Overview

Comprehensive Description

Description of Artemia monica

Artemia monica, the variety commonly as Mono Lake brine shrimp, are found only in Mono Lake Mono Lake is an alkaline and hypersaline lake in California, United States that is critical nesting habitat for several bird species and is one of the most productive ecosystems in North America.  
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Distribution

endemic to a single state or province

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National Distribution

United States

Origin: Native

Regularity: Regularly occurring

Currently: Present

Confidence: Confident

Type of Residency: Year-round

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Global Range: (100-250 square km (about 40-100 square miles)) Endemic and only inhabits one terminal lake (Mono Lake, Mono Co., California) with elevated concentrations of salt. This is North America's oldest lake (500,000 years) and the only California lake in which this species can live (alkalinity too low in all others), though the lake is fairly large and deep (Eriksen and Belk, 1999).

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Physical Description

Diagnostic Description

Similar to Artemia franciscana but does not co-occur. Only in Mono Lake. Cyst similar to A. franciscana in size (mean 0.19 mm) but Artemia monica cysts sink when released, do not require a period of desiccation, do need 1-3 months of cold water incubation before hatching in March (Eriksen and Belk, 1999).

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Ecology

Habitat

Habitat and Ecology

Systems
  • Freshwater
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Habitat Type: Freshwater

Comments: Endemic and only inhabits one terminal lake (Mono Lake, Mono Co., California) with elevated concentrations of salt. This is North America's oldest lake (500,000 years) with high TDS 76,000 ppm (1967) to 93,600 ppm (1988), pH 9.7, and extremely high alkalinity at 19,500 ppm (1967) to 36,700 ppm (1988) (Eriksen and Belk, 1999).

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Migration

Non-Migrant: Yes. At least some populations of this species do not make significant seasonal migrations. Juvenile dispersal is not considered a migration.

Locally Migrant: No. No populations of this species make local extended movements (generally less than 200 km) at particular times of the year (e.g., to breeding or wintering grounds, to hibernation sites).

Locally Migrant: No. No populations of this species make annual migrations of over 200 km.

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Population Biology

Number of Occurrences

Note: For many non-migratory species, occurrences are roughly equivalent to populations.

Estimated Number of Occurrences: 1 - 5

Comments: Endemic and only inhabits one terminal lake (Mono Lake, Mono Co., California) with elevated concentrations of salt. This is North America's oldest lake (500,000 years) and the only California lake in which this species can live (alkalinity too low in all others), though the lake is fairly large and deep (Eriksen and Belk, 1999).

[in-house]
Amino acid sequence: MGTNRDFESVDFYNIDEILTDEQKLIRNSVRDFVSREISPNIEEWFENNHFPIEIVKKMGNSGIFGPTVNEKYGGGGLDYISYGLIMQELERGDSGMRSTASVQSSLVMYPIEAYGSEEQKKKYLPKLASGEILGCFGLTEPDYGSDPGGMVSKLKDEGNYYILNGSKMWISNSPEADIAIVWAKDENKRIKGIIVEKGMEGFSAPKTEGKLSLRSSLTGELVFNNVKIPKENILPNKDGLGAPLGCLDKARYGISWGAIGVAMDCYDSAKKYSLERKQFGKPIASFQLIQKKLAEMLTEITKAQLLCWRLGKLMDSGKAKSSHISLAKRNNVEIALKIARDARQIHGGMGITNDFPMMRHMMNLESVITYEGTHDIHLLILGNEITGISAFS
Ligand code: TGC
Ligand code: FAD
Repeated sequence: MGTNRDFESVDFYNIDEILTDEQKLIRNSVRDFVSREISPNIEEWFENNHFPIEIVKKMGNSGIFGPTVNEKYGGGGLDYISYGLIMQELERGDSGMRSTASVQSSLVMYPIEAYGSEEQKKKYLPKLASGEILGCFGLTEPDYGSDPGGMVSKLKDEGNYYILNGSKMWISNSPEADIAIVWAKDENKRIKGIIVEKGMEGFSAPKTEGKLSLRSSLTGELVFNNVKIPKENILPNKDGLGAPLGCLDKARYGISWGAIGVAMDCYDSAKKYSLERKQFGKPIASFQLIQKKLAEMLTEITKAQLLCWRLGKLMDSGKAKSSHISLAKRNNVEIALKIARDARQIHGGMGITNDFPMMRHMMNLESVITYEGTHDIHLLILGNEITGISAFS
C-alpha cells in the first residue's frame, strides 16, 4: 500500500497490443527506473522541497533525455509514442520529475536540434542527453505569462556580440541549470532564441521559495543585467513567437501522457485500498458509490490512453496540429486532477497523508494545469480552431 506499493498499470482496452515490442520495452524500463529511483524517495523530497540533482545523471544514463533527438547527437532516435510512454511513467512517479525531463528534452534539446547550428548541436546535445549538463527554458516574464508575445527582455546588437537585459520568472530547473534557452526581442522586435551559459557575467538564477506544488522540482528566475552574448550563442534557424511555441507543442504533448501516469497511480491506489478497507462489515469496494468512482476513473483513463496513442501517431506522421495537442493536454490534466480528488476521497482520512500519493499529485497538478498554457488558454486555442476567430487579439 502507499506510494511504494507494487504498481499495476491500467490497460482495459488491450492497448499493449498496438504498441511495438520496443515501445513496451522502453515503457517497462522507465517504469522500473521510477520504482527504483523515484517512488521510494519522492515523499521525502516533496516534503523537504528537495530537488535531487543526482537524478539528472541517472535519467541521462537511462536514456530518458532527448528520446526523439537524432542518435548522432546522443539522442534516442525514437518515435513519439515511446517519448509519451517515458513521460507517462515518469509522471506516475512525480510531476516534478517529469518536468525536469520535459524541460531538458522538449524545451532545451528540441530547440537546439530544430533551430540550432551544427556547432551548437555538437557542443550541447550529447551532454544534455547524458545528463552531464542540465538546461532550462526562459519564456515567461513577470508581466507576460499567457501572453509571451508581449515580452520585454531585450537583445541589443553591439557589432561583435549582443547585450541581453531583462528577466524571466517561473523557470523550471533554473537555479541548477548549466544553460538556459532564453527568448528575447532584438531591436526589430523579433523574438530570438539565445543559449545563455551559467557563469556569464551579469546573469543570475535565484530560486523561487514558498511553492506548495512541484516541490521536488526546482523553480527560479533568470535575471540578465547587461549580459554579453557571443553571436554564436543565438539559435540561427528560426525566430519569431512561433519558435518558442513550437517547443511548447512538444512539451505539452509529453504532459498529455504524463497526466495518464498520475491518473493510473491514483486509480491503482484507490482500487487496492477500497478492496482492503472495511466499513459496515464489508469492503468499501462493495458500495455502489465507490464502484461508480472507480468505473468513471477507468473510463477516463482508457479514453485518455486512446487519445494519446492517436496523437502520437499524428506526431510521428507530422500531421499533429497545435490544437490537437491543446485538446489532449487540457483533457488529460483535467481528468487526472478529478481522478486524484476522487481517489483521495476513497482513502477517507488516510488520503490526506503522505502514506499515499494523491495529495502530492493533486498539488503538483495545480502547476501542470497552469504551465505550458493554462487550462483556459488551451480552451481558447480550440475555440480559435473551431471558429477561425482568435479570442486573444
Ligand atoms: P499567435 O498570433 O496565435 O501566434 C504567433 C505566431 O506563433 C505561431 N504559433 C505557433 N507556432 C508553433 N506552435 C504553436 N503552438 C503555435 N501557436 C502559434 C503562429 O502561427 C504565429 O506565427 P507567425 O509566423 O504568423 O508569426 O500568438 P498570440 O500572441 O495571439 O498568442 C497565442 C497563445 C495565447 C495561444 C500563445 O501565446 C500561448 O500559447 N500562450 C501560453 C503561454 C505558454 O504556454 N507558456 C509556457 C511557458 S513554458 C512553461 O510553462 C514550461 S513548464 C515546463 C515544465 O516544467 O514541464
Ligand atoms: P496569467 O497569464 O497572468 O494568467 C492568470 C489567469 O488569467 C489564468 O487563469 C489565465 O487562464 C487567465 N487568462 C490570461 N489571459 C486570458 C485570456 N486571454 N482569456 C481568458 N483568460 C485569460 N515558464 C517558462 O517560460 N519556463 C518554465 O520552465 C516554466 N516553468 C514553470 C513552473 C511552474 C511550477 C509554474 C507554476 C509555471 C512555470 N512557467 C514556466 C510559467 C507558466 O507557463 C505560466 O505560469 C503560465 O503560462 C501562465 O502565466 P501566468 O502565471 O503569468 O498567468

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Global Abundance

>1,000,000 individuals

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Conservation

Conservation Status

IUCN Red List Assessment


Red List Category
LR/cd
Lower Risk/conservation dependent

Red List Criteria

Version
2.3

Year Assessed
1996
  • Needs updating

Assessor/s
Inland Water Crustacean Specialist Group

Reviewer/s

Contributor/s

History
  • 1994
    Indeterminate
    (Groombridge 1994)
  • 1990
    Indeterminate
    (IUCN 1990)
  • 1988
    Indeterminate
    (IUCN Conservation Monitoring Centre 1988)
  • 1986
    Indeterminate
    (IUCN Conservation Monitoring Centre 1986)
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National NatureServe Conservation Status

United States

Rounded National Status Rank: N1 - Critically Imperiled

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NatureServe Conservation Status

Rounded Global Status Rank: G1 - Critically Imperiled

Reasons: Endemic and only inhabits one terminal lake (Mono Lake, Mono Co., California) with elevated concentrations of salt. This is North America's oldest lake (500,000 years) and the only California lake in which this species can live (alkalinity too low in all others), though the lake is fairly large and deep (Eriksen and Belk, 1999).

Intrinsic Vulnerability: Highly vulnerable

Comments: Highly endemic and cannot live in any other lake (alkalinity too low) in California (Eriksen and Belk, 1999), although the lake is farily large and deep.

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Global Short Term Trend: Relatively stable (=10% change)

Comments: Stable population over time despite changes in lake dynamics.

Global Long Term Trend: Increase of 10-25% to decline of 30%

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Threats

Degree of Threat: Low

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Management

Global Protection: None. No occurrences appropriately protected and managed

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Names and Taxonomy

Taxonomy

Comments: Probably evolved from a population of Artemia franciscana in Mono Lake (Eriksen and Belk, 1999).

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